By Peter Debenham, Senior Consultant, Signal Processing

GPU Computing

Fundamentally, power dissipation requirements are limiting single-core CPU speeds but we selfishly want yet faster computing.

In recent years, Graphics card Processing Units (GPUs) have moved from being highly specialised for graphics processing to being high-speed general computing systems.

This process was started by NVIDIA but has been followed by AMD and Intel. Of particular advantage is that Graphics cards have a large number (100s) of individual processors compared to the standard CPU (with 4 to 12 cores).  With GPUs having a similar speed clock to modern CPUs, this, in theory, leads to processing speed-ups when looking at similar cost/power consumption.

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The Embedded GPU Opportunity

The Embedded GPU Opportunity

Peter Debenham - Senior Consultant, Signal Processing

By: Peter Debenham
Senior Consultant, Signal Processing

28th June 2017

Home » Peter Debenham

The CPU (Central Processing Unit) has often been called the brains of a PC. But increasingly, the CPU is being enhanced, even supplanted, by another component in the PC, the GPU (Graphics Processing Unit). So what does this mean? Well, in layman’s terms, the PC’s brain has evolved.

Introducing GPU-accelerated computing, in recent years, GPUs have moved from being highly specialised for graphics processing to being high-speed general computing systems. But how can GPU processing be implemented and what could it achieve?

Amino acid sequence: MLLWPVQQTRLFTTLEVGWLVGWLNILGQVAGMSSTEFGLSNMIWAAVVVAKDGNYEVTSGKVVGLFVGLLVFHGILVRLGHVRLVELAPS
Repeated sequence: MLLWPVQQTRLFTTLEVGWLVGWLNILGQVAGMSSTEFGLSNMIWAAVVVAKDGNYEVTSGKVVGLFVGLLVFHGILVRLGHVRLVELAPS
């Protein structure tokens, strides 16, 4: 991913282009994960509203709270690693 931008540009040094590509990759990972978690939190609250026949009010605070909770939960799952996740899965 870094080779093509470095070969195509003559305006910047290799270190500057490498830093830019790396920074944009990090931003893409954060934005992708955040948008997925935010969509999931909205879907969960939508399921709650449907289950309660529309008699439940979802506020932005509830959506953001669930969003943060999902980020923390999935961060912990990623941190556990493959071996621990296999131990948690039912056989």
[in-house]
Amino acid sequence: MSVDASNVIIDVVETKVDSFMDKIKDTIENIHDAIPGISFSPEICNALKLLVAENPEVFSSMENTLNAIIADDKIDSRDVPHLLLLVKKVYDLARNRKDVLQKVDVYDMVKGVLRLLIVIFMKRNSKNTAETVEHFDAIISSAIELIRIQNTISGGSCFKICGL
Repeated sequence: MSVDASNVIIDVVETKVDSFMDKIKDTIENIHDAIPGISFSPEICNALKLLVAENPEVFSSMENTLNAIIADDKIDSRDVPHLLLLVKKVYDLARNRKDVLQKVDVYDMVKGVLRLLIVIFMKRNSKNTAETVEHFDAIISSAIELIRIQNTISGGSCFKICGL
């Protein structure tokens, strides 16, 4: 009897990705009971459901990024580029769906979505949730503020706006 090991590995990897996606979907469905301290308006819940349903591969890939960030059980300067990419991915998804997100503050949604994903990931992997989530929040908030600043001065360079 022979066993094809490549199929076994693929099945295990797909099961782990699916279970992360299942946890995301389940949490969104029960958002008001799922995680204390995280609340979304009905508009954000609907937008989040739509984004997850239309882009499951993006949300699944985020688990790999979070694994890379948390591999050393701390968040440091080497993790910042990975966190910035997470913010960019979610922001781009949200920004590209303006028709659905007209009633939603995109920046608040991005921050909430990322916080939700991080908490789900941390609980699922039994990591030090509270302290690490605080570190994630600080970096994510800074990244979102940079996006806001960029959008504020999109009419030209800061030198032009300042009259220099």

To address this, we have to look at three of the most common requirements for computing:

1. Significant processing capability

2. Rapid/low-cost development

3. Low Size, Weight, and Power (SWaP) solution

To fully realise the opportunity to deliver all three of these requirements with GPU processing, we first have to look at the traditional approaches that paved the way before us.

The traditional approach – you can only meet two of the above requirements

Traditional technologies and skillsets can only cater for any two of the three above requirements and will often follow the below scenarios:

Rapid development and low-SWaP:

  Incorporate embedded microprocessors and controllers. This is usually written in “C”, often with a Real-Time Operating System (RTOS).

  Downside: Maximum processing capability of such microprocessors is limited.

Significant processing and Rapid development:

 – Use a conventional PC, maybe with GPU acceleration. You could be writing low-level code in “C” but just as likely use mathematical processing systems, such as Mathcad or Octave with their vast number of pre-written libraries.

  Downside: Certainly not low-SWaP.

Significant processing and Low SWaP:

  Create a bespoke field-programmable gate array (FPGA) to handle the job. Many FPGA System On Chip (SOC) devices (e.g. Xilinx Zynq) are very efficient in terms of power consumption.

  Downside: Notoriously slow development processes and hard to debug.

The embedded GPU alternative

GPU-accelerated computing was pioneered in 2007 by computing technology company, NVidia. By using a GPU based SOC with CUDA (NVidia’s general purpose parallel computing environment) or OpenCL (an alternative open standard for cross-platform parallel programming), we have the possibility of providing significant processing capability, rapid development, and a low-SWaP solution.

Offering high-performance computing similar to upper-end PC grade microprocessors and FPGAs, development of the most recent embedded GPUs has also changed. Now offering power consumption rates in the FPGA range, the embedded GPU meets all three requirements.

In particular with CUDA, the quality of the development tools and libraries made available from NVidia are making GPUs an extremely viable solution for exploring the art of the possible.